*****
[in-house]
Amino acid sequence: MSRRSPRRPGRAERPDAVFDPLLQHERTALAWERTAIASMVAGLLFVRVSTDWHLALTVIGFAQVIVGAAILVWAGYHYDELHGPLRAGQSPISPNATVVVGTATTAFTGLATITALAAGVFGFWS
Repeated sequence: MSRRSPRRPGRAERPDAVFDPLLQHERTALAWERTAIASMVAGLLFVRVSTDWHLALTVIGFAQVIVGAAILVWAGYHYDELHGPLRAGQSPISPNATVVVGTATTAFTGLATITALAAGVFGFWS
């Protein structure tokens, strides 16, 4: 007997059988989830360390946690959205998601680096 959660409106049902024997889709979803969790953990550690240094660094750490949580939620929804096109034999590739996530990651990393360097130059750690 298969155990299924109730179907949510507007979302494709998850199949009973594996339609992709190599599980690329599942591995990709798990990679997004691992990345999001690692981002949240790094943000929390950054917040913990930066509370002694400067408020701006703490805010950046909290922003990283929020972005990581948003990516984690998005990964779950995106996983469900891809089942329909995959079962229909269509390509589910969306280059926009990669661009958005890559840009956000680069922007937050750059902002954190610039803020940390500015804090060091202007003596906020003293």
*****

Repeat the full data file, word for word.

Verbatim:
[in-house]
Amino acid sequence: MSRRSPRRPGRAERPDAVFDPLLQHERTALAWERTAIASMVAGLLFVRVSTDWHLALTVIGFAQVIVGAAILVWAGYHYDELHGPLRAGQSPISPNATVVVGTATTAFTGLATITALAAGVFGFWS
Repeated sequence: MSRRSPRRPGRAERPDAVFDPLLQHERTALAWERTAIASMVAGLLFVRVSTDWHLALTVIGFAQVIVGAAILVWAGYHYDELHGPLRAGQSPISPNATVVVGTATTAFTGLATITALAAGVFGFWS
């Protein structure tokens, strides 16, 4: 007997059988989830360390946690959205998601680096 959660409106049902024997889709979803969790953990550690240094660094750490949580939620929804096109034999590739996530990651990393360097130059750690 298969155990299924109730179907949510507007979302494709998850199949009973594996339609992709190599599980690329599942591995990709798990990679997004691992990345999001690692981002949240790094943000929390950054917040913990930066509370002694400067408020701006703490805010950046909290922003990283929020972005990581948003990516984690998005990964779950995106996983469900891809089942329909995959079962229909269509390509589910969306280059926009990669661009958005890559840009956000680069922007937050750059902002954190610039803020940390500015804090060091202007003596906020003293």